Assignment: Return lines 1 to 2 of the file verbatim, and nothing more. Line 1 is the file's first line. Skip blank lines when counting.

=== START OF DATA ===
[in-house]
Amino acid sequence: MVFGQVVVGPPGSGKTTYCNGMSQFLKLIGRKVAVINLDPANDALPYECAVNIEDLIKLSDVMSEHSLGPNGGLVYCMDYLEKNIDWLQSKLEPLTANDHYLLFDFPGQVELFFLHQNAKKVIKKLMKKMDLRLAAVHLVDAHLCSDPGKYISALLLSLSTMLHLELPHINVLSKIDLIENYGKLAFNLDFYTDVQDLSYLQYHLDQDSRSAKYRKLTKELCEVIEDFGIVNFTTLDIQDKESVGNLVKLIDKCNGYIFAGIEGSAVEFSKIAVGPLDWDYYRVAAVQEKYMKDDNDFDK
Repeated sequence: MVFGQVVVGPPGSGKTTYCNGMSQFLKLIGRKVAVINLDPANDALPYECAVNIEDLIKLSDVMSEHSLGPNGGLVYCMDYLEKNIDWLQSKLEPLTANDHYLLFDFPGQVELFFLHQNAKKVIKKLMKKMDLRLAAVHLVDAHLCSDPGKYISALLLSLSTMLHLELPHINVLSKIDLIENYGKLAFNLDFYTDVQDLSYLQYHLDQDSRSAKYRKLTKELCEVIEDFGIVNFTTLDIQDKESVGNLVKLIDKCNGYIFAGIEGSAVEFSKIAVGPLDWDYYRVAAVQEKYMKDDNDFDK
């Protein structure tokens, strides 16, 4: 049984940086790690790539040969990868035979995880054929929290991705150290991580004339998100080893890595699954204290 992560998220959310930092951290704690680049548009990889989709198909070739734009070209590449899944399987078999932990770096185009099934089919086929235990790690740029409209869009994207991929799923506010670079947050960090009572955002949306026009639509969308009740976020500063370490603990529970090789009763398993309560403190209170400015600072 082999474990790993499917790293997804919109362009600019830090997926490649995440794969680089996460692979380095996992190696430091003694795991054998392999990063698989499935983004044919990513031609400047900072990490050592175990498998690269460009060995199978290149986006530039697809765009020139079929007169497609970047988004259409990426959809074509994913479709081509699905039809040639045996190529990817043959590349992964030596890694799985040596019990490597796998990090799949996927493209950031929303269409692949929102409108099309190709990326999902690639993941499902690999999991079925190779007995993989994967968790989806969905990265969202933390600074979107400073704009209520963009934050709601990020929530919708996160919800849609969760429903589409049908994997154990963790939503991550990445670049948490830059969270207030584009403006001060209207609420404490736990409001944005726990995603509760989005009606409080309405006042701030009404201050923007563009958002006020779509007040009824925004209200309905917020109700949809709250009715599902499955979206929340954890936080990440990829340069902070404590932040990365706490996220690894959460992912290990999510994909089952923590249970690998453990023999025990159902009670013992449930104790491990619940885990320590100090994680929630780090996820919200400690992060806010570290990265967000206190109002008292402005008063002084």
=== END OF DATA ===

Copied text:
[in-house]
Amino acid sequence: MVFGQVVVGPPGSGKTTYCNGMSQFLKLIGRKVAVINLDPANDALPYECAVNIEDLIKLSDVMSEHSLGPNGGLVYCMDYLEKNIDWLQSKLEPLTANDHYLLFDFPGQVELFFLHQNAKKVIKKLMKKMDLRLAAVHLVDAHLCSDPGKYISALLLSLSTMLHLELPHINVLSKIDLIENYGKLAFNLDFYTDVQDLSYLQYHLDQDSRSAKYRKLTKELCEVIEDFGIVNFTTLDIQDKESVGNLVKLIDKCNGYIFAGIEGSAVEFSKIAVGPLDWDYYRVAAVQEKYMKDDNDFDK